However, there are also other aspects, not connected with lobbying or money in politics, which could contribute to the low approval rating and voter turnout. The first of which explains the low voter turnout with the two-party system the US has. Arguably, two factors of this system might cause less Americans to vote. First, in many races between two candidates from each party, there is a clear favorite and it is traditionally a candidate from the same party who wins. Thus, in these races, voting for either candidate provides less incentive, as there are only two options and the result is almost given in advance. Secondly, a majority of the Americans say that neither the Democrats nor the Republican Party represent them, according to a poll from 2014, as can be seen in chart below. Hence, as those two parties are the only major parties, many among this majority might abstain from voting, as they feel neither of the parties represent their interests. However, although this seems valid, it might only explain why the voter turnout in the US is low in general compared to other countries and not why it is record low, currently, since the two-party system has been constantly present. Contrastingly, the lobbying activities have increased in scale and scope the last decades, posing a more reasonable explanation for the current record-low numbers.
Another reason, the gridlock in Congress, can also attempt to explain the more current change. The gridlock in Congress, which have meant that the legislative branch has not accomplished much in recent years, due to bickering and the lack of compromise and bipartisanship, has certainly also contributed to the lowering of the approval rating. Furthermore, an open-ended Gallup poll indicates that gridlock in Congress is the number one reason Americans are critical of Congress. Almost 60% proclaims that Congress’ ineffectiveness and partisan gridlock is the main cause of their disapproval, as shown in the chart below. Thus, it seems that the gridlock in Congress is what contributes the most to the unpopular Congress and in turn to the lower voter turnout for the midterm elections. This suggests that the hypothesis, which explains the phenomenon of lower voter turnout with gridlock in Congress, is valid.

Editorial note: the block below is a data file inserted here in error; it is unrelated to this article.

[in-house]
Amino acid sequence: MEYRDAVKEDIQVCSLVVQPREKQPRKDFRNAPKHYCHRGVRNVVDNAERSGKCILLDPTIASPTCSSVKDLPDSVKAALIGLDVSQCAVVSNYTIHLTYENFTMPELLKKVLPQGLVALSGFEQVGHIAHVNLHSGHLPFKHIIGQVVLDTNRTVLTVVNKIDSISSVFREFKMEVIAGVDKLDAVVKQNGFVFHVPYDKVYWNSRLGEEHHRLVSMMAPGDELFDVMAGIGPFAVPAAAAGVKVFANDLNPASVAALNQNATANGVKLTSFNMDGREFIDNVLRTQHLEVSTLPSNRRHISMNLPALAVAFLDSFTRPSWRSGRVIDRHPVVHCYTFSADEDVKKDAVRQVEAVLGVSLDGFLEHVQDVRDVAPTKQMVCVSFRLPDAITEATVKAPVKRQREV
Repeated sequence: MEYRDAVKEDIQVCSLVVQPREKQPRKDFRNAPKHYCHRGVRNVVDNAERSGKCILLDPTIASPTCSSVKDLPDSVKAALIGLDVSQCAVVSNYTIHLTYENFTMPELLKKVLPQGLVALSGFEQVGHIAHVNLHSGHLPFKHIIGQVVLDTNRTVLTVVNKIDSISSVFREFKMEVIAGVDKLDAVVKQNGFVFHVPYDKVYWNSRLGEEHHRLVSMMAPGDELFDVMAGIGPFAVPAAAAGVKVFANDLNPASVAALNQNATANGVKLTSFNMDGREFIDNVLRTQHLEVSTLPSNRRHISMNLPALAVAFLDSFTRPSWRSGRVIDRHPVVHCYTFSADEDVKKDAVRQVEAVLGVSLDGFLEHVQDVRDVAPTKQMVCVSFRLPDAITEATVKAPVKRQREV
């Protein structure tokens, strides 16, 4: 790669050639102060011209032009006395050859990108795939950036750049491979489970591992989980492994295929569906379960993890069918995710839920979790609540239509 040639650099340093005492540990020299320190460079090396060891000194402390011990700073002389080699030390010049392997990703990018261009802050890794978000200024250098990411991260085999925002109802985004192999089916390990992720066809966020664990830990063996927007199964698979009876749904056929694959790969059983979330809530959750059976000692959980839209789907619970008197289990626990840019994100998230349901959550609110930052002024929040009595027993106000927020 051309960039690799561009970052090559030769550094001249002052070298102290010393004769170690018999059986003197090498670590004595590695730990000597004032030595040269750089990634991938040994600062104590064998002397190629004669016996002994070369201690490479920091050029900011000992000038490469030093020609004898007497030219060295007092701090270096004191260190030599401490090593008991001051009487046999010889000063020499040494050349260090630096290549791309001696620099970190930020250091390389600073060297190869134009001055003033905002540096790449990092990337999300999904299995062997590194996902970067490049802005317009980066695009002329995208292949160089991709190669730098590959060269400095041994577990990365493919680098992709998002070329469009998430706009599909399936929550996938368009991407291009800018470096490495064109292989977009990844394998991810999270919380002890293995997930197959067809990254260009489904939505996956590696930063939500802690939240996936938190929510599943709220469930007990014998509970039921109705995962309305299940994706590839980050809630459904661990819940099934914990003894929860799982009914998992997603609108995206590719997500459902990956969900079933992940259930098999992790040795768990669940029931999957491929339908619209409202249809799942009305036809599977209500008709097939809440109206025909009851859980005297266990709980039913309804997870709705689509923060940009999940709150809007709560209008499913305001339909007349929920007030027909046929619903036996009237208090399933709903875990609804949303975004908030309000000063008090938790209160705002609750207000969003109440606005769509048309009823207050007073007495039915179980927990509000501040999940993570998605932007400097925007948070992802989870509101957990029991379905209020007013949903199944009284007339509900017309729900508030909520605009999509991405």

In the same poll, only 1% state that Congress “cater to special interests/big business” as their reason behind disapproving Congress, under the category “performance on issue,” in the chart above. This suggests that the explanation claiming lobbying activities contributed to the phenomenon, seems to have contributed lesser than the gridlock explanation. However, a couple of features might have caused the vast difference between lobbying activities and gridlock in the poll. First, it is important to remember it was an open-ended poll, which means that the respondents had to provide their own answers, thus, they did get to choose from a list of answer choices. This type of questionnaire would promote the apparent reasons, such as Congress not getting anything done, and diminish underlying reasons, such as lobbying activities. Furthermore, it seems the public have become used to these activities, since no reform has effectively changed the system. Secondly, the lobbying activities, such as the “catering to special interests/big business,” in many cases includes keeping the status quo, i.e., to prevent policy change. Thus, lobbying activities are the underlying cause of, at least, some of the gridlock in Congress.
Consequently, it seems that the hypothesis, which explains the phenomenon of low voter turnout with gridlock in Congress, is valid. However, the explanation that money in politics have contributed to the lower voter turnout seems valid too, although, its contribution seems less significant. In other words, money in US politics is not the sole reason as to why less and less Americans are turning out to vote. However, it seems that lobbying activities, soft money, etc. are contributing to this democratic problem in the Unites States.